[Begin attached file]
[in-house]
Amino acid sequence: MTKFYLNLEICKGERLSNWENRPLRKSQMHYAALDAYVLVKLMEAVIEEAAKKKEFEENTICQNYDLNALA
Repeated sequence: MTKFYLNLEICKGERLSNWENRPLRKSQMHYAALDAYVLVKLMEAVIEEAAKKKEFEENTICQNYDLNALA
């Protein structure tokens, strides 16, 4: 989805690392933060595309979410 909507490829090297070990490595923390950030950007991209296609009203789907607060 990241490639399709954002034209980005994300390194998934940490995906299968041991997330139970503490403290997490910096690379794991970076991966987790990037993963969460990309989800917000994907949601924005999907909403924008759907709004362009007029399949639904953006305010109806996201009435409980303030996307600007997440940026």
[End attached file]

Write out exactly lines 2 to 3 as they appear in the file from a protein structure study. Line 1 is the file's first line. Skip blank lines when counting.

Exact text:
Amino acid sequence: MTKFYLNLEICKGERLSNWENRPLRKSQMHYAALDAYVLVKLMEAVIEEAAKKKEFEENTICQNYDLNALA
Repeated sequence: MTKFYLNLEICKGERLSNWENRPLRKSQMHYAALDAYVLVKLMEAVIEEAAKKKEFEENTICQNYDLNALA